Friday, 23 May 2014

Cloud Storage


Cloud Storage

The word cloud is a metaphor for internet, so when you add storage, it means storing something in the cloud. In other words it’s saving data on the internet, in a remote database. The whole idea is you usually have a memory stick, hard drive or removable disk to store you data. But you could decide to store it in an off-site storage system maintained by a third party.

The benefit of cloud storage is when you store data in a cloud, you make it globally accessible. This is what I mean, imagine a scenario where Mr. Reid works in a multinational company, his job requires him travelling to many countries. So he is in New York today and perhaps London tomorrow. If he has all his vital data saved in a cloud, it makes things a lot easier for him. It’s possible he might forget his laptop containing all his important documents or storage device, or perhaps the data he is looking for is saved on another laptop or PC. On arrival in London, cloud storage comes to the rescue.

Some big companies usually have a system whereby all software applications an employee would need to work is saved in a cloud. So if Mr. Reid is in London and carries the wrong laptop along with him (he might be in a hurry or the laptops looks the same) he is not constrained and can perform any task that he would have simply performed in New York.

Drop box is an exceptional example of cloud storage service, it allows users to create multiple folders on their computer and synchronize it so it looks the same on all computers you access the information on. Other cloud storage software are iCloud, Box, Google Drive, One Drive and it may interest you that even Real Player has changed its name from what it was to Real Player Cloud.

The Beauty of Real Player is you can store your music, videos and perhaps pictures. First, you install the application on your mobile phone, tablet or PC. If there are files to be stored, you transfer them to the RealPlayer cloud user interface. Then once you are connected to the internet, it would import the files to the remote server. If you want to share it with a friend or colleague or access it on any other smart device or PC, it’s going to be easy.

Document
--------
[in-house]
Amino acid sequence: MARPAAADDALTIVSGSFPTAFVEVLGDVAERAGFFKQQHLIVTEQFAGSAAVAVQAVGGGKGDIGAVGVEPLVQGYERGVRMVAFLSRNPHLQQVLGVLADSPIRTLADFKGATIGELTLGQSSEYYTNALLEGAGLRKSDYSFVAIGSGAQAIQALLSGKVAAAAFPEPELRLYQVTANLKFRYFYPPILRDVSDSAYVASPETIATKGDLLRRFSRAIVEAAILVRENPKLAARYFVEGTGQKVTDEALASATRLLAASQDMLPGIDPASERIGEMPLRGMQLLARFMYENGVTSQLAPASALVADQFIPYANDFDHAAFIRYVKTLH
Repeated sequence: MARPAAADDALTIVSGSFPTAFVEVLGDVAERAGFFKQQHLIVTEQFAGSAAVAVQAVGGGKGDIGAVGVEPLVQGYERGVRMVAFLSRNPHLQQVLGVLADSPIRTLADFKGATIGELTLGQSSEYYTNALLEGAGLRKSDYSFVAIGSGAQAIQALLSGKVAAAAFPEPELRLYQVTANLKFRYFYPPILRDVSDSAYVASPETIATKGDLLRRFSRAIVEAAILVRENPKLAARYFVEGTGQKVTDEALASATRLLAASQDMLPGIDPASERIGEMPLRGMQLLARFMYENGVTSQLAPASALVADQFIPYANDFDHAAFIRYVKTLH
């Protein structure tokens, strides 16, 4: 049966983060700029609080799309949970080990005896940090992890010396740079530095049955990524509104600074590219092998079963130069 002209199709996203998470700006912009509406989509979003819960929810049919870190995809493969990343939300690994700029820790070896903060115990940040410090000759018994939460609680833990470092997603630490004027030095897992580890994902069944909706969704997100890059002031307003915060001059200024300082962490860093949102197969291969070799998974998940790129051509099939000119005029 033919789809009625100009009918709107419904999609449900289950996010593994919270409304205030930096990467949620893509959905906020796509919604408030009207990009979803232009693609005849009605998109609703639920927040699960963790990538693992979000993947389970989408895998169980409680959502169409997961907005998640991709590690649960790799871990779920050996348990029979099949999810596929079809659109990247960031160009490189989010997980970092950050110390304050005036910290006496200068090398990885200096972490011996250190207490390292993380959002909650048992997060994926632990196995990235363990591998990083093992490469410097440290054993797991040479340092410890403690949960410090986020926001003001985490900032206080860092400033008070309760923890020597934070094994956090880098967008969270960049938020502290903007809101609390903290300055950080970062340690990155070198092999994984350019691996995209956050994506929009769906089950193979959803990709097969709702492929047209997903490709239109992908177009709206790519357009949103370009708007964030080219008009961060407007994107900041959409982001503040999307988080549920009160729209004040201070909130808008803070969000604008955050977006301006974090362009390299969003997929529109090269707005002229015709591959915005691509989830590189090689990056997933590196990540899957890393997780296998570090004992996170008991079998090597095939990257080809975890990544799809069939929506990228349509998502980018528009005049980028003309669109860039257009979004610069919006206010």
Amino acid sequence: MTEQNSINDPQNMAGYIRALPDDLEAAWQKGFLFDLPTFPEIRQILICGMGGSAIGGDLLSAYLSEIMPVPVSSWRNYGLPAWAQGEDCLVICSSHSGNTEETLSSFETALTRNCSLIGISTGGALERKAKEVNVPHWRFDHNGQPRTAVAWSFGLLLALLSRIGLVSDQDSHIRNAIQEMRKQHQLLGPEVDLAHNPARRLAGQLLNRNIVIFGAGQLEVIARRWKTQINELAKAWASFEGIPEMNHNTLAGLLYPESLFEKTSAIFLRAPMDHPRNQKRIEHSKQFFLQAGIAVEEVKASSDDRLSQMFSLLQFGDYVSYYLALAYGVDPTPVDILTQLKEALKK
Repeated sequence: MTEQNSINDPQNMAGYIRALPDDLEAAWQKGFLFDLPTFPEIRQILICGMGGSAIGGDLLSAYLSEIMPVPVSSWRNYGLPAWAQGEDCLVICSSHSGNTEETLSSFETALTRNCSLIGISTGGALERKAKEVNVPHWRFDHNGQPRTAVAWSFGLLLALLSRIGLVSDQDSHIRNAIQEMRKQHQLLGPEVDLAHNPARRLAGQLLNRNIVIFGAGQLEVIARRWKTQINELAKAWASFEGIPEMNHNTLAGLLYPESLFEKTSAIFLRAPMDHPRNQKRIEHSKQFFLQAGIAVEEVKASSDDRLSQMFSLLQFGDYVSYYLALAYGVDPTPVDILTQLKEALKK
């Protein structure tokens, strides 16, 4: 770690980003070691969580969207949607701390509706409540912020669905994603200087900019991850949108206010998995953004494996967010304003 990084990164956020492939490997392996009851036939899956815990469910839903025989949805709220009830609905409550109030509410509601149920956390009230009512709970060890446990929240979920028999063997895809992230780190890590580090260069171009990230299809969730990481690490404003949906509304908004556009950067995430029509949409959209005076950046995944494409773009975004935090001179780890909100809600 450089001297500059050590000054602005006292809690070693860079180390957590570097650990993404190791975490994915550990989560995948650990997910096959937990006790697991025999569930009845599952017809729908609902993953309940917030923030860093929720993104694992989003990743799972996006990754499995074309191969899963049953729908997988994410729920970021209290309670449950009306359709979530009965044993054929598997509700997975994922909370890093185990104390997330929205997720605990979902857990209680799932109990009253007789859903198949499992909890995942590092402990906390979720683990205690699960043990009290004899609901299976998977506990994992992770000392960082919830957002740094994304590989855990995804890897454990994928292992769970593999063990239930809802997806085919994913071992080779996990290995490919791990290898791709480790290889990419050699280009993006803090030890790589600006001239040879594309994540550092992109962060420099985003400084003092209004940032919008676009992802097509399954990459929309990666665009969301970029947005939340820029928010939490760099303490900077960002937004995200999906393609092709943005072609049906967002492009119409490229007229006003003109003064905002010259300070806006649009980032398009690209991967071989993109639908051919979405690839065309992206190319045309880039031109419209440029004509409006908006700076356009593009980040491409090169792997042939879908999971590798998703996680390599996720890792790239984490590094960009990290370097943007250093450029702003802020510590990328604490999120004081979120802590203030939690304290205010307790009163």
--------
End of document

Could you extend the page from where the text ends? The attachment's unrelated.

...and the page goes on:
Mailboxes like Yahoo and Google do not allow you to send an attachment that exceeds 25 MB in size, if perhaps you want to send a large file, you might have to use either Drop Box for yahoo and Google Drive for Google. Most cloud storage services are free, in the sense that they encourage users to use their facility giving each new user about 2GB storage space on the server. But if you want more space, you have to pay for storage per month especially companies which needs a large storage space.

As I write this blog, I am reminded that I have to backup all client’s website files, and what saver way of doing it than putting it in a cloud. In case of any contingencies, I have a backup.

Now, you may have been a victim of virus attacks many times, these virus can wipe out the whole data in your storage drive or corrupt the data you have in a split second.

As much as it is unwise to share storage devices, I guess a much stronger quick fix to this problem will be to save my data in the cloud. So go online, choose your desired cloud storage software, register and start storing your data,